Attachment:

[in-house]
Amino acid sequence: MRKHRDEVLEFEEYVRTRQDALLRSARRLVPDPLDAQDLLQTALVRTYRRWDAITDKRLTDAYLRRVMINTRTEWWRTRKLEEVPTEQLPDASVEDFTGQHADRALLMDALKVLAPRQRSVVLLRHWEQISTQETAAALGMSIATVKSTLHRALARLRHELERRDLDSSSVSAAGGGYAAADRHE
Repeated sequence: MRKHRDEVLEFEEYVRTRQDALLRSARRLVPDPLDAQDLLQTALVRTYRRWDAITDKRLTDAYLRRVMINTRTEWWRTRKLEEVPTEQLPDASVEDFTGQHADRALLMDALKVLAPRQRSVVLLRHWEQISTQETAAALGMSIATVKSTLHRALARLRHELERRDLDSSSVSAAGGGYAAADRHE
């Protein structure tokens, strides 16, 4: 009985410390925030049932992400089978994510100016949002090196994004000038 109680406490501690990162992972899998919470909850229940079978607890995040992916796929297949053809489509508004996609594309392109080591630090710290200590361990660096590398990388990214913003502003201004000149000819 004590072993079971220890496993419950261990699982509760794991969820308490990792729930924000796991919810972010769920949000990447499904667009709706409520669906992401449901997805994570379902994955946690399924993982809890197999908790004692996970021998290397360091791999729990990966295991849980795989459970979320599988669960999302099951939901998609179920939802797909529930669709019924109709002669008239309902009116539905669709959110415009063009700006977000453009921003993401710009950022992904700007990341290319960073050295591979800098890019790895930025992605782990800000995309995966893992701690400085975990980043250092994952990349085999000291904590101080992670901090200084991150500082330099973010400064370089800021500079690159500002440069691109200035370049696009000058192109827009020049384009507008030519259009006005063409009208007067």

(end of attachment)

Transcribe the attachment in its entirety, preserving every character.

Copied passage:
[in-house]
Amino acid sequence: MRKHRDEVLEFEEYVRTRQDALLRSARRLVPDPLDAQDLLQTALVRTYRRWDAITDKRLTDAYLRRVMINTRTEWWRTRKLEEVPTEQLPDASVEDFTGQHADRALLMDALKVLAPRQRSVVLLRHWEQISTQETAAALGMSIATVKSTLHRALARLRHELERRDLDSSSVSAAGGGYAAADRHE
Repeated sequence: MRKHRDEVLEFEEYVRTRQDALLRSARRLVPDPLDAQDLLQTALVRTYRRWDAITDKRLTDAYLRRVMINTRTEWWRTRKLEEVPTEQLPDASVEDFTGQHADRALLMDALKVLAPRQRSVVLLRHWEQISTQETAAALGMSIATVKSTLHRALARLRHELERRDLDSSSVSAAGGGYAAADRHE
């Protein structure tokens, strides 16, 4: 009985410390925030049932992400089978994510100016949002090196994004000038 109680406490501690990162992972899998919470909850229940079978607890995040992916796929297949053809489509508004996609594309392109080591630090710290200590361990660096590398990388990214913003502003201004000149000819 004590072993079971220890496993419950261990699982509760794991969820308490990792729930924000796991919810972010769920949000990447499904667009709706409520669906992401449901997805994570379902994955946690399924993982809890197999908790004692996970021998290397360091791999729990990966295991849980795989459970979320599988669960999302099951939901998609179920939802797909529930669709019924109709002669008239309902009116539905669709959110415009063009700006977000453009921003993401710009950022992904700007990341290319960073050295591979800098890019790895930025992605782990800000995309995966893992701690400085975990980043250092994952990349085999000291904590101080992670901090200084991150500082330099973010400064370089800021500079690159500002440069691109200035370049696009000058192109827009020049384009507008030519259009006005063409009208007067």